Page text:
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The Japanese Immigration to the American Soil in 1900s

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The American Dream is concept that was chased by many in the 1900s. Consisting of owning a home, having a family, and working a nice job, these formulated the ideal lifestyle. For many Japanese immigrants, the American Dream was a significant incentive to move to America as the idea of owning land and being able to use it was especially appealing.

However, the Japanese immigrants were not welcomed kindly. Racism was prevalent and rampant throughout the country and many neighborhoods tried desperately to keep Japanese people away from their neighborhoods, homes, and even schools. The book, The House on Lemon Street, explains the case of Jukichi and Ken Harada, a couple who moved to the United States and bought a house on Lemon Street. Almost immediately, the couple faced scrutiny and oppression from their neighbors and eventually the problem turned into a Supreme Court case titled the People of California v. Jukichi Harada. In the end, the Haradas won the case and the right to stay in their own house. But, others weren’t so lucky.

A slew of legislation pieces and laws were passed that prevented Japanese immigrants from partaking in the American Dream. For example, in the 1800s Californian officials tried to control Japanese immigrants and tax them but were unsuccessful due to the Passenger Cases of 1849 where it was determined that Congress would handle immigration. One major law that took place was the Law of 1913 that stated that aliens who were eligible for citizenship were granted the same property rights as American citizens but due to previous laws, Chinese and Japanese immigrants could not become naturalized citizens and were thus excluded from owning land. These laws were not created on the grounds of concern but racism. Racism ran wild during this time and Japanese people were prohibited from simple lifestyles simply due to their appearances. It’s disgusting to note that the racism didn’t just come from individuals but was supported by congress and congressmen and the President. They bought into the hysteria and hype and instead of doing what was good for the people, they did what they needed to do to please the people.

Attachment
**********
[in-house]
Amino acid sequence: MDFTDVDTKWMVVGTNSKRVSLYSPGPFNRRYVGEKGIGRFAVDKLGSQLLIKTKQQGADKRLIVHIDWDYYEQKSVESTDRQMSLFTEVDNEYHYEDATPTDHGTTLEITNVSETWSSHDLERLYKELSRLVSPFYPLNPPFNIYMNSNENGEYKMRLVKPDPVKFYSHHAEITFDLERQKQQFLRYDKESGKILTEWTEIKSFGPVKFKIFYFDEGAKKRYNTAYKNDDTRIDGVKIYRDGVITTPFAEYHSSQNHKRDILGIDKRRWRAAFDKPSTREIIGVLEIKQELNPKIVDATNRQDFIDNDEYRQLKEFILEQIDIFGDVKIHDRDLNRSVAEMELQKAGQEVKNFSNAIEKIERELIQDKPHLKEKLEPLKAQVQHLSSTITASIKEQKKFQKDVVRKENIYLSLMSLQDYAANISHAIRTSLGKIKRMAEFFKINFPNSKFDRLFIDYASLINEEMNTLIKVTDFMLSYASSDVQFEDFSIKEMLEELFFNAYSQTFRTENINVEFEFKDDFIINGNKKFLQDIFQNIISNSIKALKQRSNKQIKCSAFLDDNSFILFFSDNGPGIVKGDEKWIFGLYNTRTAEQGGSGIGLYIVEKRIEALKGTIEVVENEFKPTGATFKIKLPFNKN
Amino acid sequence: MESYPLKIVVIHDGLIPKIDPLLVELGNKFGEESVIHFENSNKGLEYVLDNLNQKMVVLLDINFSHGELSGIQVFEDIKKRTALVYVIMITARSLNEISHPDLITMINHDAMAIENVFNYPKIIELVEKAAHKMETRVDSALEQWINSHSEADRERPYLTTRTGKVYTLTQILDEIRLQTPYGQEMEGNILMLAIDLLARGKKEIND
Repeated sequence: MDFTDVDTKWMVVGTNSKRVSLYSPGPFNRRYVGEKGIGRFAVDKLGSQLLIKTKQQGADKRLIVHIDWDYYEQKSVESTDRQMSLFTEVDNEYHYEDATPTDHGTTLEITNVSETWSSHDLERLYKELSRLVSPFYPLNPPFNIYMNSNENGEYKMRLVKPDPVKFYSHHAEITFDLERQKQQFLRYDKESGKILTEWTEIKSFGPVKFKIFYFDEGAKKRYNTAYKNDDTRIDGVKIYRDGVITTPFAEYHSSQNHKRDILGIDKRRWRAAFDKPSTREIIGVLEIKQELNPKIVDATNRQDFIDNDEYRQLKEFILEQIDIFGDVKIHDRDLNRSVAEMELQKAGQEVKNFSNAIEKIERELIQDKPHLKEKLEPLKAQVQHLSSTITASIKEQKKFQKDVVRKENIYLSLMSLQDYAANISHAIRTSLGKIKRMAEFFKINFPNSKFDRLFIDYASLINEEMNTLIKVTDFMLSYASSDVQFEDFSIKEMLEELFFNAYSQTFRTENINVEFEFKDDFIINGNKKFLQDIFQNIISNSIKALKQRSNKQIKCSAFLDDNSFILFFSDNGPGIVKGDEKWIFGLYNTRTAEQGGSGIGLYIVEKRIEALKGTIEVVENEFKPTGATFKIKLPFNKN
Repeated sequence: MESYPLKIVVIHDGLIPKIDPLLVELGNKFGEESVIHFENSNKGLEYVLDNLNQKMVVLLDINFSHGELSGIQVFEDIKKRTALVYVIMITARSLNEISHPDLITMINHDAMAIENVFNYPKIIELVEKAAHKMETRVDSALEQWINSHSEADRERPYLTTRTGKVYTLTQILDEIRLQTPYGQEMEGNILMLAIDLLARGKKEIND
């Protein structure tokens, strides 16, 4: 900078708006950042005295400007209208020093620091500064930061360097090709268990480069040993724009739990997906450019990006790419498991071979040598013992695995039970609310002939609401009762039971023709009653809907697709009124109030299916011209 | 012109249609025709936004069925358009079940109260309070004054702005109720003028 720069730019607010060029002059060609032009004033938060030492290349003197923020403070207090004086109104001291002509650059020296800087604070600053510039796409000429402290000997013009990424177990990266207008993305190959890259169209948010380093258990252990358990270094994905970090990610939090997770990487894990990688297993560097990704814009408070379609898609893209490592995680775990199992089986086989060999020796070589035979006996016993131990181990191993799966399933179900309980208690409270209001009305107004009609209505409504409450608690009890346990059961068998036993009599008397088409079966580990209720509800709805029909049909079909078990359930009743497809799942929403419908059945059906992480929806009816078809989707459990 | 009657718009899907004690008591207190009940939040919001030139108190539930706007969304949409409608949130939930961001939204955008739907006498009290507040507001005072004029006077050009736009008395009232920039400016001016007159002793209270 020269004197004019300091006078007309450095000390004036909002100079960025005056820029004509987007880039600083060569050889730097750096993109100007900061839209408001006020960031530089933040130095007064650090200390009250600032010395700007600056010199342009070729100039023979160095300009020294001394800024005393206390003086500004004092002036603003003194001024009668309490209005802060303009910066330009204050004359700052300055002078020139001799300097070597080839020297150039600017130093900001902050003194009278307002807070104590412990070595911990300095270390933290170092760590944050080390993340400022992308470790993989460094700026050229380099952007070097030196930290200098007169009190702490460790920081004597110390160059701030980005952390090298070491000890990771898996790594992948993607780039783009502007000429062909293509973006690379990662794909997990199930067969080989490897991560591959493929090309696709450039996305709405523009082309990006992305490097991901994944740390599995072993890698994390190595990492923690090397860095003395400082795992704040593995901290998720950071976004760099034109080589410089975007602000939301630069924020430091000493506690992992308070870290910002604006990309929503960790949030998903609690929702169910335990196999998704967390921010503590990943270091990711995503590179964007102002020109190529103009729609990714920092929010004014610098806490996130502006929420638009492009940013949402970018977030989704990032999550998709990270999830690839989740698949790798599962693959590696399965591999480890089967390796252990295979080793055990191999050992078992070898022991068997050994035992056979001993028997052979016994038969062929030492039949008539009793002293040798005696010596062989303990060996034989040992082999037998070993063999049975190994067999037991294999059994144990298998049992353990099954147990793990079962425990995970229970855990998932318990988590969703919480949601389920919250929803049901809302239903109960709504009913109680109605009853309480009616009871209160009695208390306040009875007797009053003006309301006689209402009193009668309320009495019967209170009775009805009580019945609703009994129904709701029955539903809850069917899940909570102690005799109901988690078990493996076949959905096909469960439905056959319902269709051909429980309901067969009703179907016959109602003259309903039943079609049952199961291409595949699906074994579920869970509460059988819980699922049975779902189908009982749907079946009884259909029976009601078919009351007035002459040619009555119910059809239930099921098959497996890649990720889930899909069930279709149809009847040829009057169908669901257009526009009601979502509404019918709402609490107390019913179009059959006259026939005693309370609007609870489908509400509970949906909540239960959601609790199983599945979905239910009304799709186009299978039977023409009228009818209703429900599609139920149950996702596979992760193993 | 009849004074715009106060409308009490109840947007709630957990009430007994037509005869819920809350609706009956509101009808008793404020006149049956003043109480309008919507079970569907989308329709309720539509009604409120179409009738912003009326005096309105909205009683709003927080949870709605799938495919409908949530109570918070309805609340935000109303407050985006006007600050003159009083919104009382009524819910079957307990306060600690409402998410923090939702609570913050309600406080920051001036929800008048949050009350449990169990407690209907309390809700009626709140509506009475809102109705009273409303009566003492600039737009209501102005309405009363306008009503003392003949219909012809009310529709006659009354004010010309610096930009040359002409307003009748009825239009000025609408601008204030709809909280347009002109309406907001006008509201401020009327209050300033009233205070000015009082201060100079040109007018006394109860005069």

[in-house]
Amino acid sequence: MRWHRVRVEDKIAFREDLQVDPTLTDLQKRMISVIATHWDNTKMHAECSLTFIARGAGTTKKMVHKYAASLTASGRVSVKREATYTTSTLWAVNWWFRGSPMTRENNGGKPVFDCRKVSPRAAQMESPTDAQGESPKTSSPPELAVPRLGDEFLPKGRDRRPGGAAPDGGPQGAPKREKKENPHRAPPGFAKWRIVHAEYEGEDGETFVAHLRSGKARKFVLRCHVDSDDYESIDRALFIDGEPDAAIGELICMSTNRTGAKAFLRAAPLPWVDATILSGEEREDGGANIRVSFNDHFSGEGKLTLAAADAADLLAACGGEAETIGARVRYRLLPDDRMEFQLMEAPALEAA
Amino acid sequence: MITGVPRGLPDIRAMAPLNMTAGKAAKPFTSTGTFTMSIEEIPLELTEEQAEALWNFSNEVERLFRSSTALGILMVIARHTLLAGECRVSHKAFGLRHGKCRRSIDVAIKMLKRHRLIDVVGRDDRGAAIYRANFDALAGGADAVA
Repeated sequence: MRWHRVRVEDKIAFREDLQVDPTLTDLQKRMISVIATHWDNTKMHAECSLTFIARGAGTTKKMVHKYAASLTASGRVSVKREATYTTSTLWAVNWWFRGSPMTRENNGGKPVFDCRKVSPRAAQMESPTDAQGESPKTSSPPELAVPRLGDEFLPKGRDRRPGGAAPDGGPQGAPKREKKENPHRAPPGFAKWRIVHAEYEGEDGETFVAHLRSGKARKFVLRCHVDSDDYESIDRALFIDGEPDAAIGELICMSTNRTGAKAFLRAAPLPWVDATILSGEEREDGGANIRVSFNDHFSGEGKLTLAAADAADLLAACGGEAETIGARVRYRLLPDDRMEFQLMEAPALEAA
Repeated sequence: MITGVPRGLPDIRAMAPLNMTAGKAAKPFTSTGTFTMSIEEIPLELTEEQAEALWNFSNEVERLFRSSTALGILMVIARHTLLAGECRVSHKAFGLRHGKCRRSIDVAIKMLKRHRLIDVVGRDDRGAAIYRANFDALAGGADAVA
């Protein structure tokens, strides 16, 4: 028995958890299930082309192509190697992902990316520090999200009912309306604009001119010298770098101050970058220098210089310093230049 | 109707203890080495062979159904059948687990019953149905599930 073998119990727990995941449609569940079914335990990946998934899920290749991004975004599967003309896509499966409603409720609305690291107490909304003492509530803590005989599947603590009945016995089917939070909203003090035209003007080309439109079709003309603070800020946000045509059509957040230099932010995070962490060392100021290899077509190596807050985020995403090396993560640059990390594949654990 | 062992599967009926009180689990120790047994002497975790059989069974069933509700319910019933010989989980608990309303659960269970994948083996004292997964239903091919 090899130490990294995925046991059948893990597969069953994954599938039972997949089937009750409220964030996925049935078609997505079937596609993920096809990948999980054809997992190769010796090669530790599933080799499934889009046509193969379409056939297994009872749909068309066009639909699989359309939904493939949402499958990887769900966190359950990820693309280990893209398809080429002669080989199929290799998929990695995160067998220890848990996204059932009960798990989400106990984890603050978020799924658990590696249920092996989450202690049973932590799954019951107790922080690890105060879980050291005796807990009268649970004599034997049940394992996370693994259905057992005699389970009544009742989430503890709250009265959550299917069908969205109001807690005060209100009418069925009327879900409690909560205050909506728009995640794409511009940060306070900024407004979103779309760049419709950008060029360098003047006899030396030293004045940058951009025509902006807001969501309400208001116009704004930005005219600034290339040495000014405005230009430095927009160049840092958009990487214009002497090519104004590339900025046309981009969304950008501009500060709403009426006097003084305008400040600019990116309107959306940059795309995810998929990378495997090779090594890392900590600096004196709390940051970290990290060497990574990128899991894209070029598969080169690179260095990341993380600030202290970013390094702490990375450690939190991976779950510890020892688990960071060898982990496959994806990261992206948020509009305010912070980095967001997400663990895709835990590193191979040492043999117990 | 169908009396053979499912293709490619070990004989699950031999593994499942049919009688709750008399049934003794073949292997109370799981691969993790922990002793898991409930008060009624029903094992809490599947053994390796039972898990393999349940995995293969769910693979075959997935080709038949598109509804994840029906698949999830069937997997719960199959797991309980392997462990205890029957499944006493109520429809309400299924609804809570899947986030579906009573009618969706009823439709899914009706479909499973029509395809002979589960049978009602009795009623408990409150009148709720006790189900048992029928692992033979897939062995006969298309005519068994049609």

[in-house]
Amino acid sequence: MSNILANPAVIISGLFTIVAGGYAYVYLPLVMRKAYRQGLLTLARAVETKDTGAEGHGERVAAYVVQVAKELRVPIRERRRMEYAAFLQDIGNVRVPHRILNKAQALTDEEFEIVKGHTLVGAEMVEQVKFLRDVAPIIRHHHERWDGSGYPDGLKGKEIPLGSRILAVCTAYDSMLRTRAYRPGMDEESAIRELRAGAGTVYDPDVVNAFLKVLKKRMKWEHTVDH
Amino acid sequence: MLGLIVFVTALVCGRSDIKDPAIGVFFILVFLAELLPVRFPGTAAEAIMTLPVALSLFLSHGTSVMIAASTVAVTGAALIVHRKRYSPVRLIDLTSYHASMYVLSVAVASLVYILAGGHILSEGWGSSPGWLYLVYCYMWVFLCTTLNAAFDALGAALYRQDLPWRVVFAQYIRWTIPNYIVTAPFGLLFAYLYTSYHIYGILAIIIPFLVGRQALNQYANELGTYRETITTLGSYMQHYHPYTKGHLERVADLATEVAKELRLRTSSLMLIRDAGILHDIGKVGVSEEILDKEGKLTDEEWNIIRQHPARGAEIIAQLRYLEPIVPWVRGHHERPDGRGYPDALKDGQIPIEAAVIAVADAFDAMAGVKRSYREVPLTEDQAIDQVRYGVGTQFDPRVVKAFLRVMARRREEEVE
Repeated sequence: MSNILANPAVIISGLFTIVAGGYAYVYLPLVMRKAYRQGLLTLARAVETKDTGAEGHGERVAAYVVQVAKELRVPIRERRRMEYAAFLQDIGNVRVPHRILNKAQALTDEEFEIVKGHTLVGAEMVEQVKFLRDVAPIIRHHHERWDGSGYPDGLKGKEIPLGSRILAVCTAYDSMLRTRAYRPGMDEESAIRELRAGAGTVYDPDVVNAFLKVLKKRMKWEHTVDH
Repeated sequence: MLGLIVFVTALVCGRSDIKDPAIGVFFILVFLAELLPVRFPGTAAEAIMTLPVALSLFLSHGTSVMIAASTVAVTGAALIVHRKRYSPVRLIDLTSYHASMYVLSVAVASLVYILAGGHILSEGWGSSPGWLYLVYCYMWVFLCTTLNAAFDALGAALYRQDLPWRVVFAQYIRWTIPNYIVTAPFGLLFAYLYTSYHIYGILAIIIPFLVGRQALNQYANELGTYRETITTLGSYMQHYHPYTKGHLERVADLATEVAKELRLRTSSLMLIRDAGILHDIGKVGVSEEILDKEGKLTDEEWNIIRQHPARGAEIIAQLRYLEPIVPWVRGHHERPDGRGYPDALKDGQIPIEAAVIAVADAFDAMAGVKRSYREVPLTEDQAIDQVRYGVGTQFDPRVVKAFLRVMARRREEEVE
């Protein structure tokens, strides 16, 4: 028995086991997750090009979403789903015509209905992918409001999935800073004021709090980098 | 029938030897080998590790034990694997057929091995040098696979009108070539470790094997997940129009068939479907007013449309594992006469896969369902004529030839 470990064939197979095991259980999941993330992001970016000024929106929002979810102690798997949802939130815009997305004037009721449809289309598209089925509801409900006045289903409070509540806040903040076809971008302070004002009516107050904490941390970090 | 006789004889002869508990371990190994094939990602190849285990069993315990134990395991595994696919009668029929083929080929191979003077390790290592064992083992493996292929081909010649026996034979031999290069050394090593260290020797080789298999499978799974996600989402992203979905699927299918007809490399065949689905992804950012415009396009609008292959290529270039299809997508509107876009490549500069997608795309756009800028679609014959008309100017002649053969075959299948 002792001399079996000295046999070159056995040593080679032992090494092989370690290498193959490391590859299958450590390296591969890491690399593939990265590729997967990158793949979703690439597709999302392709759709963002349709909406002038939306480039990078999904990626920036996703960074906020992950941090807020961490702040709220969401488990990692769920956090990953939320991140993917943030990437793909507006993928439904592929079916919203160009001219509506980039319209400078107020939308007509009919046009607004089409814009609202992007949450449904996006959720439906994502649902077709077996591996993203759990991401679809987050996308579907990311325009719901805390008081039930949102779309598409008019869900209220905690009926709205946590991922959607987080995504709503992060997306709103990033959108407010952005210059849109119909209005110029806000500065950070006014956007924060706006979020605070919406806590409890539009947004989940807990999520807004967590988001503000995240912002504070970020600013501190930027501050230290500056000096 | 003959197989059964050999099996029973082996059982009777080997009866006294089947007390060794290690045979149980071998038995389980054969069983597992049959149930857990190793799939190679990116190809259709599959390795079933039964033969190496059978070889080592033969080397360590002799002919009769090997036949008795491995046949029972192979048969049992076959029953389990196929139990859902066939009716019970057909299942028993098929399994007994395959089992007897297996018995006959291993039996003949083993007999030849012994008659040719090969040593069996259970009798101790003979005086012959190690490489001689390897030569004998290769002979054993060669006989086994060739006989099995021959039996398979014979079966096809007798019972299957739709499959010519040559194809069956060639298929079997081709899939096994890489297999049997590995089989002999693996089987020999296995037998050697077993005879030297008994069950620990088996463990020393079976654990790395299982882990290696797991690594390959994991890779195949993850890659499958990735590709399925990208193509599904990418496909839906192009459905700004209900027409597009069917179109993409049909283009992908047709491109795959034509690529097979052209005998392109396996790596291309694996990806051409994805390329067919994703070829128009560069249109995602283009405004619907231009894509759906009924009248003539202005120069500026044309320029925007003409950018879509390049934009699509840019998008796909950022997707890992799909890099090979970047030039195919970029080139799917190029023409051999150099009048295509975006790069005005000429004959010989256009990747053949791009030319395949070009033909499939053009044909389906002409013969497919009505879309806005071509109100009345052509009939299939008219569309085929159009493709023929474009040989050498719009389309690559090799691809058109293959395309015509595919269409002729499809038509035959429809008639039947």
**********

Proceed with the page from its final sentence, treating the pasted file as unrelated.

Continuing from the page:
When Japan attacked Pearl Harbor on December 7, 1941, Japanese-Americans faced severe discrimination and the constant fear that they would suddenly become the enemy. It’s sad to state that while many of them instantly declared their fierce loyalty to the U.S. and proved it by trashing many valuables from their homeland, they were not given the same response. Instead, President Roosevelt signed into action his Executive Order 9066 which effectively put the Japanese immigrants into concentration camps. This broke my heart when I read about it because it reminded me of the Holocaust. Sure, we didn’t kill off the Japanese immigrants but we treated them like animals and labeled them as the enemy without any evidence to go off of.

Immigration is still a hot topic today. With President Obama, America took a more welcoming stance and he sought to undo the damage we as a nation had inflicted on so many people years ago. For President Obama, to succeed as a nation we must overcome and recognize our differences but come together to continue living and improving this country we all call home. On the other hand, President Trump has taken a more strategic outlook on this situation, similar to Roosevelt. For President Trump, immigrants could pose a security threat to our nation and America needs stronger border protection and more stringent immigration rules. His take on the situation is understandable: in recent years there have been more and more terrorist attacks and we do need to work on keeping our nation safe. However, America has been shaped by immigrants and I personally do not believe that we will solve our problems by shutting immigrants out. At the end of the day, people are people. We all come from different places and may hold different values but at our cores I believe that every human wants to be part of a society, succeed, and support their family. And for many immigrants such as the Japanese, America was the ideal place to do this. Our treatment of the Japanese people was nothing more than racism and I think that President Obama was correct when he said “we may not look the same and may not come from the same place, but we all want to move in the same direction- towards a better future for our children and grandchildren.”

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